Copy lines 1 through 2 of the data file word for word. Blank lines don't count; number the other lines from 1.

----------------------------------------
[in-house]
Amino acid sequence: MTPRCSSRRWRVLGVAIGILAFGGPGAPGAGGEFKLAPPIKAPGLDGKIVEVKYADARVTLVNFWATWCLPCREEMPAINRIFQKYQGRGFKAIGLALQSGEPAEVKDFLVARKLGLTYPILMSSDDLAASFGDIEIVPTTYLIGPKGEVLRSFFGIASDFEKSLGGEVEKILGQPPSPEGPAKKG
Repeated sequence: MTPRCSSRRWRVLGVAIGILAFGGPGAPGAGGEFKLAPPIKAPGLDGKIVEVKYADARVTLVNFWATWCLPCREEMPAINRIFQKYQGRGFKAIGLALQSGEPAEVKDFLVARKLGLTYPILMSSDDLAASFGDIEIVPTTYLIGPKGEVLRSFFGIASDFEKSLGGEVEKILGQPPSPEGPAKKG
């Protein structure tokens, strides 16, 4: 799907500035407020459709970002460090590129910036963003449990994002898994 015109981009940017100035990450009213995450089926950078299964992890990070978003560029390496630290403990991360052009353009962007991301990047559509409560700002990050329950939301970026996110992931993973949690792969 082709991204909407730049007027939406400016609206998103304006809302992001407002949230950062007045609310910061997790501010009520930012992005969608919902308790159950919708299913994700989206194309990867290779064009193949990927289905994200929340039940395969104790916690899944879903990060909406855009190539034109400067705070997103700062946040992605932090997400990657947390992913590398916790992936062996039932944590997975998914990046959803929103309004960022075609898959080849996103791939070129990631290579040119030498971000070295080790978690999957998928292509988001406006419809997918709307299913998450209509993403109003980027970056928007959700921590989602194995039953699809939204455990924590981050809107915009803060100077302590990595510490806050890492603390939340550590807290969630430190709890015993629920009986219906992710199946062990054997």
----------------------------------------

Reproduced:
[in-house]
Amino acid sequence: MTPRCSSRRWRVLGVAIGILAFGGPGAPGAGGEFKLAPPIKAPGLDGKIVEVKYADARVTLVNFWATWCLPCREEMPAINRIFQKYQGRGFKAIGLALQSGEPAEVKDFLVARKLGLTYPILMSSDDLAASFGDIEIVPTTYLIGPKGEVLRSFFGIASDFEKSLGGEVEKILGQPPSPEGPAKKG